The “Breast is Best” Campaign is Evil

Yes, you heard me right.

Three weeks ago, I rushed to the hospital. One of my best friends in the world was battling a life-threatening infection. The diagnosis? Complications from breastfeeding.

She had been dealing with medication-resistent thrush pretty much since her son was born. What does this feel like? Let me quote her:

“The pain is getting so intense that I am starting to get very anxious about feedings.”

Translation: every feeding was so painful she dreaded the next, and still she continued on. First trying a natural solution, Gentian Violet, and when that didn’t work, she began taking Diflucon. Her symptoms did not improve. She continued seeing lactation consultants and doctors, but nothing worked. Friends and family members implored her to quit, but she wouldn’t. Why?

“I suppose some of the “breast is best” campaign has seeped into my psyche and maybe that is part of the reason I want to keep going. The truth is I haven’t done much of my own research into formula vs breast milk, though I’ve read the thoughts and opinions of lots of people on both sides of the argument. I have personally never liked the ‘breast is best’ campaign or any message that declares breastmilk’s superiority over formula and I have argued for formula feeders time and time again. Still, I feel almost certain that subconsciously I do believe that breast milk is better.”

One week later, she would be in a hospital bed with sepsis.

How Being Able to Breastfeed is Like Being a Range Rover Owner


Giselle, our modern day Marie Antoinette, wants to jail those who can’t breastfeed. She’s a clueless airhead, so it’s easy to dismiss her comments.

But there’s something in the analogy of a super-priviledged celebrity telling everyone to do something that they, in many cases can’t physically or financially do, that is telling with this issue.

What many breastfeeding proponents don’t seem to understand is the physical impossibilities for many. Just like some women are blessed to be fertile, some are blessed with the ability to breastfeed. For many women, they are blessed with neither of these capabilities.

Like Mel, who does not produce prolactin. Or me, someone who was unable to increase her supply after pumping every three hours around the clock for four months and taking an experimental drug (domperidone) that led to a chronic acid reflux problem I am still grappling with 6 years later. I wish I had not taken that medication in retrospect, but I was so desperate to breastfeed. I was so convinced my children would NEVER BE OK if I didn’t breastfeed.

It’s so stupid.

Yet, the breastfeeding police (from La Leche League to members of a twins club I belonged to) descended upon me as I struggled, prescribing all sorts of pseudo science explanations to increase my supply, and they guilted me into continuing.

When I asked those policing me about their OWN struggles around breastfeeding, what was described were problems so much more minor than what I was dealing with. Yet, they felt justified to look down their noses at me and say: “Breast IS Best, you know.”


How is this reaction different than someone who can afford a Range Rover looking down on those who can’t?

The ability to breastfeed is a PRIVILEGE. You are LUCKY you have the physical ability to do it and you are lucky to have the financial resources to be able to do it. That’s all.

Sisters Doing It For Themselves

Most of the people I know who breastfeed are, of course, not like this. For those who are lucky enough, for whatever reason, to be able to breastfeed? I support you. I have your back. I will fight for your right to the resources you need to make it happen. I admire you.

And I know you too, in turn, have the backs of those who are not able to breastfeed, for whatever reason. You know that you are fortunate and priviledged, and others are not, and you would NEVER make mothers feel bad for not having the resources to do this.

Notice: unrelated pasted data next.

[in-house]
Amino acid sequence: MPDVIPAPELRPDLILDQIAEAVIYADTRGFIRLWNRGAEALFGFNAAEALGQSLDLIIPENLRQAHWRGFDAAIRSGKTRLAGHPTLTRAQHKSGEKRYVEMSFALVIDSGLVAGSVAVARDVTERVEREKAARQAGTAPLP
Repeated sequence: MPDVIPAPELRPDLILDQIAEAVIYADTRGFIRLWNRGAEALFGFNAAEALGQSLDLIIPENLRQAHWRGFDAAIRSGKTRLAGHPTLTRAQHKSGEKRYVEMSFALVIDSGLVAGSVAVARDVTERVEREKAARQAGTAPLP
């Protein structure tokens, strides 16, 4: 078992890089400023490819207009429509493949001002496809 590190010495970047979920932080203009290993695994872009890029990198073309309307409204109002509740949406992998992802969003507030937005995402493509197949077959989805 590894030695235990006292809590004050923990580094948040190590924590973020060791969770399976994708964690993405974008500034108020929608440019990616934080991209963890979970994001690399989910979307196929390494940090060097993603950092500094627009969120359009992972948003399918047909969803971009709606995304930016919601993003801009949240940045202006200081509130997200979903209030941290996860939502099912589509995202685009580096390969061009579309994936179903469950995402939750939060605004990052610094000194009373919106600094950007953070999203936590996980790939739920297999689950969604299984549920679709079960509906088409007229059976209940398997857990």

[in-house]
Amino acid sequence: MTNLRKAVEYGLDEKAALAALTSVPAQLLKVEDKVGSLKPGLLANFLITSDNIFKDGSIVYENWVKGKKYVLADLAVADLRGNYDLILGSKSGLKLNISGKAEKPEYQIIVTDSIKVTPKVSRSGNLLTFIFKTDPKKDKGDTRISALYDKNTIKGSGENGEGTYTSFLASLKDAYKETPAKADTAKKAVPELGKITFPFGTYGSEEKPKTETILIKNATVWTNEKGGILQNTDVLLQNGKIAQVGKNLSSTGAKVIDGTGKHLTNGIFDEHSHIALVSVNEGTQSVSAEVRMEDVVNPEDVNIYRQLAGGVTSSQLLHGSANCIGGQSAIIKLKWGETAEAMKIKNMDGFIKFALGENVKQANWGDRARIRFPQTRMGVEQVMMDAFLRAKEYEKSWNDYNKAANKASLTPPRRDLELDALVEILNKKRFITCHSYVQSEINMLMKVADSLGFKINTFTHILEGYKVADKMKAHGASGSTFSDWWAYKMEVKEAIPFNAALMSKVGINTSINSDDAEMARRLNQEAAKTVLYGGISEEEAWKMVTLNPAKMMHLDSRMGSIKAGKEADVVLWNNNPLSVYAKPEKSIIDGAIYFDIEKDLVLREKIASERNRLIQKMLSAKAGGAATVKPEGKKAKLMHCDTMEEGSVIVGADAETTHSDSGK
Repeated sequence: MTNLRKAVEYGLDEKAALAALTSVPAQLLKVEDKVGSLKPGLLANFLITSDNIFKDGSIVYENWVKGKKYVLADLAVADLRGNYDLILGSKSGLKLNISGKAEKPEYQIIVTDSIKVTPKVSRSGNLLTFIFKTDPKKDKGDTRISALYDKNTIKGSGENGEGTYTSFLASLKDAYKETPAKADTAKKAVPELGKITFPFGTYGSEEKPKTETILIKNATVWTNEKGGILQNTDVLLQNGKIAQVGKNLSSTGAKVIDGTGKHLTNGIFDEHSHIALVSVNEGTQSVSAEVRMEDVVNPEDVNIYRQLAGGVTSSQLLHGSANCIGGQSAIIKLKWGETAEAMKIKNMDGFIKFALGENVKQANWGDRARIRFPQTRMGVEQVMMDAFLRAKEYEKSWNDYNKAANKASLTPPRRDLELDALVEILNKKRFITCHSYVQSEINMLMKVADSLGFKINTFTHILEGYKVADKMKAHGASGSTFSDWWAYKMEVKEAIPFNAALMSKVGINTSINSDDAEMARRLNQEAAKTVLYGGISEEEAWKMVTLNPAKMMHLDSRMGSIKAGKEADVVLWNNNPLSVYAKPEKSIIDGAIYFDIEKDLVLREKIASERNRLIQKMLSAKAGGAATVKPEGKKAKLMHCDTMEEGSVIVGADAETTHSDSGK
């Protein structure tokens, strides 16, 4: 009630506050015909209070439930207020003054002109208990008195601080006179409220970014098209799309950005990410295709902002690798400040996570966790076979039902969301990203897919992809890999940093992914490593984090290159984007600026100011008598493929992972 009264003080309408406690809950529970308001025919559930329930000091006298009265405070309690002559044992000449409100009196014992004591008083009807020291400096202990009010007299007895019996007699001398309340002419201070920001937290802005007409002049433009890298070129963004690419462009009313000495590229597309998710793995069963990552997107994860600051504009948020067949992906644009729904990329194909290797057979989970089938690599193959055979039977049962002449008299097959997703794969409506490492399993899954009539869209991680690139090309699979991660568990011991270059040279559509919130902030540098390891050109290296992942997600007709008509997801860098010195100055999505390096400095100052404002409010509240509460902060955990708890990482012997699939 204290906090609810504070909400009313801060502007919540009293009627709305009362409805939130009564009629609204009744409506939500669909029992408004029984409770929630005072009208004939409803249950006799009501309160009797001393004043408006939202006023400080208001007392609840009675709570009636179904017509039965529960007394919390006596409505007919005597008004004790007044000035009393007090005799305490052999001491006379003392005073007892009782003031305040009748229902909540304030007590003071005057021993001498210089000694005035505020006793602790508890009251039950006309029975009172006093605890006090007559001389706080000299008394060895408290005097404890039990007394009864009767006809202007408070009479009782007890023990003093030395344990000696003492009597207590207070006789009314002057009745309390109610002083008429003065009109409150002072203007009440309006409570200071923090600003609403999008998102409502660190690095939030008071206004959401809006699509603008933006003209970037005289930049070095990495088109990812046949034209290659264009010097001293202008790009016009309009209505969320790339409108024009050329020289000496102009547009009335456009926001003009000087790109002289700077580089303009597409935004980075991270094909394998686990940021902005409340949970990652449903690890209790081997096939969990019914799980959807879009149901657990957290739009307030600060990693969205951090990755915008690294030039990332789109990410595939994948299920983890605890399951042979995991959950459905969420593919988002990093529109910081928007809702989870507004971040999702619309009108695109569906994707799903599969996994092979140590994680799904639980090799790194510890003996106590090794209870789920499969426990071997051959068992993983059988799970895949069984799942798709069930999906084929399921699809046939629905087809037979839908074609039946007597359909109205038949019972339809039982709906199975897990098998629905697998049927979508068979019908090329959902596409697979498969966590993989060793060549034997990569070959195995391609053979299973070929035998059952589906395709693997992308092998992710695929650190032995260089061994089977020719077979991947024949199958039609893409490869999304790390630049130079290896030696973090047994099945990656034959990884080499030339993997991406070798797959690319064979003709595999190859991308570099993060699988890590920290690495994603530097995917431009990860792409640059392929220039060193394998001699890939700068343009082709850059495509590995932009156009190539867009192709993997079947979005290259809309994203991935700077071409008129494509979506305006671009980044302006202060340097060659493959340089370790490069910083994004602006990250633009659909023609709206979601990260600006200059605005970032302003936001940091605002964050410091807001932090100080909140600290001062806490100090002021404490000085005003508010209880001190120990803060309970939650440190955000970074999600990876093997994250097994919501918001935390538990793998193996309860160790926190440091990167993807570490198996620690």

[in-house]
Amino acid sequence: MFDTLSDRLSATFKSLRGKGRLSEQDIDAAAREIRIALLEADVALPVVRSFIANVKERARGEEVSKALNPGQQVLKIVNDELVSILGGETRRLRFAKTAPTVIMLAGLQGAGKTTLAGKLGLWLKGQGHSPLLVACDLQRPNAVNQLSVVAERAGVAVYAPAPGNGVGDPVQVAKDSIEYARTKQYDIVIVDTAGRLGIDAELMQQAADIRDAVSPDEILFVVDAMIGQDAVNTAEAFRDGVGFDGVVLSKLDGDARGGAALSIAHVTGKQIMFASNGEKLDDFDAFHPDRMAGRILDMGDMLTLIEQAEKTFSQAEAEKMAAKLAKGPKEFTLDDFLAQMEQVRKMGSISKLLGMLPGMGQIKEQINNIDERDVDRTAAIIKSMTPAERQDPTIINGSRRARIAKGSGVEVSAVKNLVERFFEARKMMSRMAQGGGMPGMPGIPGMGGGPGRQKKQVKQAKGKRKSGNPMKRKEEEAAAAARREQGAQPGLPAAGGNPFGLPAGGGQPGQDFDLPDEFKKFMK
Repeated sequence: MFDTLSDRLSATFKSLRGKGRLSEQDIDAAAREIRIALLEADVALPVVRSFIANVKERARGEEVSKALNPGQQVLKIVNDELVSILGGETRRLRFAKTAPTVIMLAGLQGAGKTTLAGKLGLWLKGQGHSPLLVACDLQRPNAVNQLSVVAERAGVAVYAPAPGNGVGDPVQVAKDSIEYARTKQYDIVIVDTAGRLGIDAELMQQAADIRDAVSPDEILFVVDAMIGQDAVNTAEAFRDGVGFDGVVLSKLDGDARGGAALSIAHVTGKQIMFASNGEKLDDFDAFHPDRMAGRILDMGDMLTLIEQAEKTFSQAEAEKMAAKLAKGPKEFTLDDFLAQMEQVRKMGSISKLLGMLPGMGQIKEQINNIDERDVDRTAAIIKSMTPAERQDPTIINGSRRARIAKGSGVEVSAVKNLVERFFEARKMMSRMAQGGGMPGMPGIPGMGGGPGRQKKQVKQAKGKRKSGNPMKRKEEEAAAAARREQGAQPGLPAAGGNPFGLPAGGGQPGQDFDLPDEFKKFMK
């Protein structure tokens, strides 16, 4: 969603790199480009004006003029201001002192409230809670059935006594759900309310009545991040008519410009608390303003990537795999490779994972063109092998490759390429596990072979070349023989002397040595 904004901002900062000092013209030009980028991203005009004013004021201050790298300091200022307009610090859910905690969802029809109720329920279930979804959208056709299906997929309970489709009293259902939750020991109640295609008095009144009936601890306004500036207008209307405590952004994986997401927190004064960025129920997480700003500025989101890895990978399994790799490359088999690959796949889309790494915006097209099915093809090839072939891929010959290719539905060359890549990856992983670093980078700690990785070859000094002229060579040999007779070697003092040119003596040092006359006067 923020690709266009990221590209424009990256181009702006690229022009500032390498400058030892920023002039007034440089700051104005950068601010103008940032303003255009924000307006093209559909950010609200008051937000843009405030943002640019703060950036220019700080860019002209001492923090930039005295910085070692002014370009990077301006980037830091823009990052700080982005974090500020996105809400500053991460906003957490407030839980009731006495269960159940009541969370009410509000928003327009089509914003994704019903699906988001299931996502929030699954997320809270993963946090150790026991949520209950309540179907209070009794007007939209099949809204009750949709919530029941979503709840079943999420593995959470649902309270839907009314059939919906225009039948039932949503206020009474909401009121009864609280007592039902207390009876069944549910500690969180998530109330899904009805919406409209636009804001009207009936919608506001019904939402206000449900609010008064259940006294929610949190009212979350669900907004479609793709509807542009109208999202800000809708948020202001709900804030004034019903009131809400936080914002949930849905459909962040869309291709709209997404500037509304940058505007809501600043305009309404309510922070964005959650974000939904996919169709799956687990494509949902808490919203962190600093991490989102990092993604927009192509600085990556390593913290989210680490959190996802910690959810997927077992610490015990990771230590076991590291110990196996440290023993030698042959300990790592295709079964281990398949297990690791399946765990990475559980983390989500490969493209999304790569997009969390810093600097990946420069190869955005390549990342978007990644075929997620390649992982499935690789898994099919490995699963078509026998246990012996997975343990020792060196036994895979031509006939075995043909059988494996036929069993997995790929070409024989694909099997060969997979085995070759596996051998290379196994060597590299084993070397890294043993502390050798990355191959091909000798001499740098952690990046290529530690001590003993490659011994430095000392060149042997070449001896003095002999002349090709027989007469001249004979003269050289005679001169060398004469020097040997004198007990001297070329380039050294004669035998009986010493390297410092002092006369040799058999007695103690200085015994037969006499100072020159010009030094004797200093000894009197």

But society has not caught up with this sisterhood. We need to stop with the “Breast is Best” propaganda. Because this propoganda can kill.

I am furious that it almost killed my friend.



Filed under Parenting After IF

27 responses to “The “Breast is Best” Campaign is Evil

  1. Mo

    Yes! Yes! All of this. Just yes!!!

  2. Well said J. And it really, really needs to be said. The “breast is best” campaign is so pervasive, women don’t even realize that they are being held hostage by its message, and that is very dangerous. It is one thing to do research and come to a conclusion independently. It is quite another to have a belief drilled into without even knowing what it means or why it is being touted as truth. Instead of “breast is best” there should be honest conversations about the myriad realities of breast feeding and formula feeding so women can come to an educated conclusion about what is best for them, and then if life throws them a curve ball they can make more educated decisions about how to change their feeding plan to accommodate their unexpected circumstances. Unbiased education, not broad declarations that lead to bullying, is what we need.

  3. I’m sorry about your friend and the people who weren’t able to breastfeed, and I agree, you should know when to call it quits, especially when it damages your health.

    However, I am a breastfeeder and there are many, many reasons why you should breastfeed. There are also health benefits to both mother and baby. I wrote the baby benefits out here:

    But for mom it can prevent alzheimer’s in old age Other benefits are listed here:

    What I like about it is that I can just feed and go back to sleep. The oxytocin makes me feel good and sleepy. We sleep together and it really is the ultimate bond.

    I am not anti formula. It saved us when I had supply issues in the beginning. Today’s formula is a lot better than what it was in the past.

    But my experiences have been very different from yours. All my friends formula feed and I am the odd one out. It’s like I have to fight to be different, face “when are you going to stop” all the time, and get embarrassed looks when I take out my boobs, just to feed my child.

    In my opinion, the “breast is best” campaign is actually there to support mothers who have a hard enough time doing breastfeeding, not to make people make bad decisions about their health. If you want to quit, quit, but don’t blame the slogan.